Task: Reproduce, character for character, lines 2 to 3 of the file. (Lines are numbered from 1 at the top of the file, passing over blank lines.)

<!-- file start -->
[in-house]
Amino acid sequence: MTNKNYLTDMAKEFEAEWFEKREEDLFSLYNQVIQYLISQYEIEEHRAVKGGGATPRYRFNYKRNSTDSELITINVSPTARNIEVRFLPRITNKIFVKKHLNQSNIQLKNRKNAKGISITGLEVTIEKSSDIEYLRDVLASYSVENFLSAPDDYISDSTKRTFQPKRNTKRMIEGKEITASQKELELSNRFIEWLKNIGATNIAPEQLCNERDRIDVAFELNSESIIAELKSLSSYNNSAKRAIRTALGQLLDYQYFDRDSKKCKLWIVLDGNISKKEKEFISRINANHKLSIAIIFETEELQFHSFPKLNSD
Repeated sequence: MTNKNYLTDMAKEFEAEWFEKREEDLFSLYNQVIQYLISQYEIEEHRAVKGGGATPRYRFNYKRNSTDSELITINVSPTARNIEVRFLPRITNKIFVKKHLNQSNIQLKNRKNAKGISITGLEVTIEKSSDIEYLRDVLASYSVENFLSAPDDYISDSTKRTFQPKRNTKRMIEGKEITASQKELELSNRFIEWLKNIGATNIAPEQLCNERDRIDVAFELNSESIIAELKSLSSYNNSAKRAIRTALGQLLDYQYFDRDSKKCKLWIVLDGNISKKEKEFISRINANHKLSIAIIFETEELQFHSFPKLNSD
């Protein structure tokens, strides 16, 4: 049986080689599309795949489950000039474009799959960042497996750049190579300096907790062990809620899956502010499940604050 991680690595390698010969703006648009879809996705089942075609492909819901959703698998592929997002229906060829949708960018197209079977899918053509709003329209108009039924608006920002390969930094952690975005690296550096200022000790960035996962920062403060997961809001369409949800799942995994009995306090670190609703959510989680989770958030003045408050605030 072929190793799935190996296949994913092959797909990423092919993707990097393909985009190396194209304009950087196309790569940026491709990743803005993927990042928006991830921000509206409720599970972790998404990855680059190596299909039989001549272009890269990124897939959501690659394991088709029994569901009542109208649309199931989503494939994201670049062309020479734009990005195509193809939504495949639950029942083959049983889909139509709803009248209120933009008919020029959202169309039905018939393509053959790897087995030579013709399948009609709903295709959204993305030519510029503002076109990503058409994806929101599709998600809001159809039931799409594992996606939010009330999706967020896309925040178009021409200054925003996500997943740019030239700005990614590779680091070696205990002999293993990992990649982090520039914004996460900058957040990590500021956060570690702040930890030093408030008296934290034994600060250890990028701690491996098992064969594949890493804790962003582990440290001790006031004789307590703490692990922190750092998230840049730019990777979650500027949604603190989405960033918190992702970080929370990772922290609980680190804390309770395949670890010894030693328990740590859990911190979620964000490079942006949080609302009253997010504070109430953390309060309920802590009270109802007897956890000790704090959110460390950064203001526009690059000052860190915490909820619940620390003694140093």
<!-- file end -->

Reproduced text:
Amino acid sequence: MTNKNYLTDMAKEFEAEWFEKREEDLFSLYNQVIQYLISQYEIEEHRAVKGGGATPRYRFNYKRNSTDSELITINVSPTARNIEVRFLPRITNKIFVKKHLNQSNIQLKNRKNAKGISITGLEVTIEKSSDIEYLRDVLASYSVENFLSAPDDYISDSTKRTFQPKRNTKRMIEGKEITASQKELELSNRFIEWLKNIGATNIAPEQLCNERDRIDVAFELNSESIIAELKSLSSYNNSAKRAIRTALGQLLDYQYFDRDSKKCKLWIVLDGNISKKEKEFISRINANHKLSIAIIFETEELQFHSFPKLNSD
Repeated sequence: MTNKNYLTDMAKEFEAEWFEKREEDLFSLYNQVIQYLISQYEIEEHRAVKGGGATPRYRFNYKRNSTDSELITINVSPTARNIEVRFLPRITNKIFVKKHLNQSNIQLKNRKNAKGISITGLEVTIEKSSDIEYLRDVLASYSVENFLSAPDDYISDSTKRTFQPKRNTKRMIEGKEITASQKELELSNRFIEWLKNIGATNIAPEQLCNERDRIDVAFELNSESIIAELKSLSSYNNSAKRAIRTALGQLLDYQYFDRDSKKCKLWIVLDGNISKKEKEFISRINANHKLSIAIIFETEELQFHSFPKLNSD